Another curious feature of Aldred’s colophon page in Durham A.IV.19 is that below on the left column is a “memorandum,” seemingly separate from the colophon under the right column (the four Cuthbert collects are two and two above). The memo is very worn, hard to read, and in experimental “Greek” and Roman scripts, although arguably still Aldred’s (I would insert an image of the manuscript page but don’t have copyright permission):
7 Maria 7 Helena 7 sctus
Paleographers who have looked at it under special lighting (I had less success with black light) have posited this:
Deus omnipotens et(?) Maria et Helena et sanctus Cudbertus…te gelanidon [Aldre]d’.
God Almighty and Mary and Helen and St Cuthbert granted… to Aldred.
This item raises many unanswered questions that, in a fictional piece, I could attempt to answer.
1. Appearance: Why the experimental scripts and why is it so worn? Was Aldred copying from a monument or artifact and why? Did he or someone else attempt to scrape/erase it later or is it over erasure?
2. Timing: Was it written after the colophon or on the same day, 10 August 970? Certainly it was after the collects, seems to be a different writing stint from the colophon, and could have been done either before or after it.
3. Names: Is the last word really Aldred, based on a final d? Why Mary and Helen with Cuthbert and which Mary, absent St. or Blessed? The feast days associated with any of them do not line up with Lawrence’ massday from the colophon.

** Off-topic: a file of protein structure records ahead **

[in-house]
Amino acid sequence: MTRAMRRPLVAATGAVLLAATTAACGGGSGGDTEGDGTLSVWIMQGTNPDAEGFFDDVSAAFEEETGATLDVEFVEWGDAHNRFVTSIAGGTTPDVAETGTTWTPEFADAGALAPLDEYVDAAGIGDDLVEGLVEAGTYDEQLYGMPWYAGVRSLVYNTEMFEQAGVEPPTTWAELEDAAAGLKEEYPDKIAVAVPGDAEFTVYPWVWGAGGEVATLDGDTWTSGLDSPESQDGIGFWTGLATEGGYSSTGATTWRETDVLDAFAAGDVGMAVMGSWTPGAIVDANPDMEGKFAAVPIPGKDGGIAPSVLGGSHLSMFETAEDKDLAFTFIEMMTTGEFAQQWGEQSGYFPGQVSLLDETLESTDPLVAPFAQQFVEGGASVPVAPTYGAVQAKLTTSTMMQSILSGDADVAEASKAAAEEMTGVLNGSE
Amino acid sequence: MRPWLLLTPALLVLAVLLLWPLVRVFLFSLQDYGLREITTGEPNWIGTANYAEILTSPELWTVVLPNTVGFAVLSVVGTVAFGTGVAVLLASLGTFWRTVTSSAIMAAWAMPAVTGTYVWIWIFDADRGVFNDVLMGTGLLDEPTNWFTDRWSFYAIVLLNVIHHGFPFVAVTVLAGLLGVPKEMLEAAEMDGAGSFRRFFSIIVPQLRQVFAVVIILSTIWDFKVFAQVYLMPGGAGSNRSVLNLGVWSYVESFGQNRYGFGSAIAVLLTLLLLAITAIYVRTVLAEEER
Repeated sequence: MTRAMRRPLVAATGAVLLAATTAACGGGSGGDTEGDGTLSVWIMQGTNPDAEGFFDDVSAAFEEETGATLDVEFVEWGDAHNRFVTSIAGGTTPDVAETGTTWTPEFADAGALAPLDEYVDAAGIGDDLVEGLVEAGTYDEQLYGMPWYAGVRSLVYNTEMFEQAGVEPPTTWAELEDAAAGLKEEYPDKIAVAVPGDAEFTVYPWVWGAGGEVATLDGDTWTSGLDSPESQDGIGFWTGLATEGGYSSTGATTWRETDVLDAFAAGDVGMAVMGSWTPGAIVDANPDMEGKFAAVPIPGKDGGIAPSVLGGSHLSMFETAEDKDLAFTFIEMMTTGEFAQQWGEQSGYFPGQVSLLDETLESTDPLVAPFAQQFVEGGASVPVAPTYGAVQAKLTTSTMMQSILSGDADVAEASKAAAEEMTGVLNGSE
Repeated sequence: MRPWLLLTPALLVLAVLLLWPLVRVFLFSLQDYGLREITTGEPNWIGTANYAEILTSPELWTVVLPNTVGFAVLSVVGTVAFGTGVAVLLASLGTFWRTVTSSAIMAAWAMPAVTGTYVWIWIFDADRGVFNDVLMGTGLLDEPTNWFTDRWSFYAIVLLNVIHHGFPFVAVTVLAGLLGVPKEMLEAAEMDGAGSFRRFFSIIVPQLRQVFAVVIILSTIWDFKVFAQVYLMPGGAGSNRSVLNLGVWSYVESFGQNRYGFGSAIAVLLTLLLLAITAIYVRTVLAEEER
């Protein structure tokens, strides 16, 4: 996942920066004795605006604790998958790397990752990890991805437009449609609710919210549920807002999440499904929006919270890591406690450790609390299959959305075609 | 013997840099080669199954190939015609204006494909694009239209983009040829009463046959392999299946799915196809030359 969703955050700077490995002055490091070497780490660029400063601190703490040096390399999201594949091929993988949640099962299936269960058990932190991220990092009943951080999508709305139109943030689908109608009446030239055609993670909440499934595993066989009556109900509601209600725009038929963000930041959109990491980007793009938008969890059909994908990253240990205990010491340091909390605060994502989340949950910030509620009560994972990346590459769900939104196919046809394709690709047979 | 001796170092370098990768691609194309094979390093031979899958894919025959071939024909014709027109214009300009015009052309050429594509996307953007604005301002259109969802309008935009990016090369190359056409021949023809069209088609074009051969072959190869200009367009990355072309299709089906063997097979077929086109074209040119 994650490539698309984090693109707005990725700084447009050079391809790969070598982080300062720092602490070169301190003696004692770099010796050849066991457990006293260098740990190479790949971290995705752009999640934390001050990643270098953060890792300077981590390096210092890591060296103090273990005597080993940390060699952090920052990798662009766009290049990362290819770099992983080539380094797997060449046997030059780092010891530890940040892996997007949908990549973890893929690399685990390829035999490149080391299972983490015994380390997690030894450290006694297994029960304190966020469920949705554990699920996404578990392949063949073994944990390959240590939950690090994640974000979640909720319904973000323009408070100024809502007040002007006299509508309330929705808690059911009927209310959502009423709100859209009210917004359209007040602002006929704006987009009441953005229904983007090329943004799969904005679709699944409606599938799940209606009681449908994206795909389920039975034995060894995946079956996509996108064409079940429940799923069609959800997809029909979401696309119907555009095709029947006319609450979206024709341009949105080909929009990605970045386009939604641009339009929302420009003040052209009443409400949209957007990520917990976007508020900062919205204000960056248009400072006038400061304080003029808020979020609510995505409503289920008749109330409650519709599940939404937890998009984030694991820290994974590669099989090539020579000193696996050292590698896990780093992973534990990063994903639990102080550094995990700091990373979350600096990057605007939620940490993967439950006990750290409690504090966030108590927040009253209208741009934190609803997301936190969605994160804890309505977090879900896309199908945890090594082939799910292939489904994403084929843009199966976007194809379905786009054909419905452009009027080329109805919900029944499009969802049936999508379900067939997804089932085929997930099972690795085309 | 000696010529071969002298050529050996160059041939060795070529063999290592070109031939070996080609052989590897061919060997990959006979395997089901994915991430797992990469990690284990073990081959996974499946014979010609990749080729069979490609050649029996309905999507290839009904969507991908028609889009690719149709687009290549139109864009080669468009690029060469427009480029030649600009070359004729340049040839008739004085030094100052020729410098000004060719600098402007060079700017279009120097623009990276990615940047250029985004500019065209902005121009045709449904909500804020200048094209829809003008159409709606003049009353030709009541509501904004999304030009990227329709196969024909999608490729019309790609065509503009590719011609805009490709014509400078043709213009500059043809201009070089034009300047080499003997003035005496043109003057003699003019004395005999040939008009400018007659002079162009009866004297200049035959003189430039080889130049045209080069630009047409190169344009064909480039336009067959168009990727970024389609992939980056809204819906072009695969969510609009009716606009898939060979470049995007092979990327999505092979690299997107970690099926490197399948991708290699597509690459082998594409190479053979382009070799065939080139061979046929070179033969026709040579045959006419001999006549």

I am inclined to guess a monument and look for a dedication or reference to Mary and Helen. There is a St. Mary and St. Helen church at Neston, Cheshire, which has viking era fragments, although I have not verified that the dedication dates back to the Anglo-Saxon era.
A more likely scenario is to consider a cross monument: both the Virgin Mary and Mary Magdalene are portrayed at the cross; and Helen as the finder of the true cross (and of lost things in Anglo-Saxon charms) is a likely association, although I have not found Helen pictured or named on a cross. Jerusalem has a chapel dedicated to Sts Helen and Mary Magdalene. Cynewulf’s poem Elene, following the Dream of the Rood in the Vercelli Book, ends with a reference to Mary, presumably the Blessed Virgin: “let their [those saved] have their portion with Mary” (1228b-35).
Mary Magdalene presents an interesting possibility because of her depiction on the Gosforth cross with her jar (discussed by Richard Bailey). She also appears on the Ruthwell cross washing the feet of Jesus. Both monuments pull us back up north, into Cumbria, but Aldred is presumably still in Wessex when he writes the memo.
St. Cuthbert’s presence completes the picture linking God and Aldred, in a way similar to Aldred’s colophons in the Lindisfarne Gospels:
Thou Living God, remember Eadfrith and Æthelwald and Billfrith and Aldred, a sinner; these four, with God, were concerned with [devoted to?] this book. [fol. 89v]
+Eadfrith, Oethiluald, Billfrith, Aldred this gospelbook for God and Cuthbert constructed or ornamented. [fol. 259r]
Aldred is accustomed to saying “for God and St. Cuthbert,” so his addition of Mary and Helen must have some meaning in this context. But what?
Bailey, Richard N. Viking Age Sculpture in Northern Britain. London: Collins, 1980.
Bailey, Richard N. “Scandinavian Myth on Viking-period Stone Sculpture in England,” pp. 15–23 in Old Norse Myths, Literature, and Society, ed. Geralidine Barnes, and Margaret Ross Clunies. Sydney: University of Sydney.
Durham Ritual. Edited by T. J. Brown, Early English Manuscripts in Facsimile 16. Copenhagen: Rosenkilde and Bagger, 1969.
Lindisfarne Gospels. Evangeliorum Quattuor Codex Lindisfarnensis. 2 Vols. Edited by T. D. Kendrick, et al. Olten and Lausanne: Urs Graf, 1956–60. [Cod. Lind.]. Shows close up of Durham memo under special lighting.
Lindisfarne Gospels, “Pinnacle of Anglo-Saxon Art,” British Library Turning the Pages. Shows the John colophon page.